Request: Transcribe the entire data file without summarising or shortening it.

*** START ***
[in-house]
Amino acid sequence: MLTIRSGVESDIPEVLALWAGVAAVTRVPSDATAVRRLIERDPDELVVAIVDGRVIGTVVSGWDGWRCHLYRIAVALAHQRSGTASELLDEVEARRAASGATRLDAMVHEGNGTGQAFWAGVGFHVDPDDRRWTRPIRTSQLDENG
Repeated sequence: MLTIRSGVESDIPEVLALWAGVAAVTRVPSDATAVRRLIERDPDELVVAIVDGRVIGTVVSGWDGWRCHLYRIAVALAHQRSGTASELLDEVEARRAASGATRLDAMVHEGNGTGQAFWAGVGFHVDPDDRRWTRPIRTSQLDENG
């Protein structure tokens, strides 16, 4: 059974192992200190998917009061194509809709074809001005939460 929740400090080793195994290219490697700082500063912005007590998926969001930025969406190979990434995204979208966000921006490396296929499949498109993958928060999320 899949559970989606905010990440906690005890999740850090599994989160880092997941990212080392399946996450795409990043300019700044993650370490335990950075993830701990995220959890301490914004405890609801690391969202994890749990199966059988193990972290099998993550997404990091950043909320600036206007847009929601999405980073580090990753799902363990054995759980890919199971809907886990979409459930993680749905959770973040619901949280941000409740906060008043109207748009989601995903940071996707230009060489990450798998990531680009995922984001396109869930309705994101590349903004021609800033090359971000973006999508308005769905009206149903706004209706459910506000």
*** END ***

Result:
[in-house]
Amino acid sequence: MLTIRSGVESDIPEVLALWAGVAAVTRVPSDATAVRRLIERDPDELVVAIVDGRVIGTVVSGWDGWRCHLYRIAVALAHQRSGTASELLDEVEARRAASGATRLDAMVHEGNGTGQAFWAGVGFHVDPDDRRWTRPIRTSQLDENG
Repeated sequence: MLTIRSGVESDIPEVLALWAGVAAVTRVPSDATAVRRLIERDPDELVVAIVDGRVIGTVVSGWDGWRCHLYRIAVALAHQRSGTASELLDEVEARRAASGATRLDAMVHEGNGTGQAFWAGVGFHVDPDDRRWTRPIRTSQLDENG
């Protein structure tokens, strides 16, 4: 059974192992200190998917009061194509809709074809001005939460 929740400090080793195994290219490697700082500063912005007590998926969001930025969406190979990434995204979208966000921006490396296929499949498109993958928060999320 899949559970989606905010990440906690005890999740850090599994989160880092997941990212080392399946996450795409990043300019700044993650370490335990950075993830701990995220959890301490914004405890609801690391969202994890749990199966059988193990972290099998993550997404990091950043909320600036206007847009929601999405980073580090990753799902363990054995759980890919199971809907886990979409459930993680749905959770973040619901949280941000409740906060008043109207748009989601995903940071996707230009060489990450798998990531680009995922984001396109869930309705994101590349903004021609800033090359971000973006999508308005769905009206149903706004209706459910506000």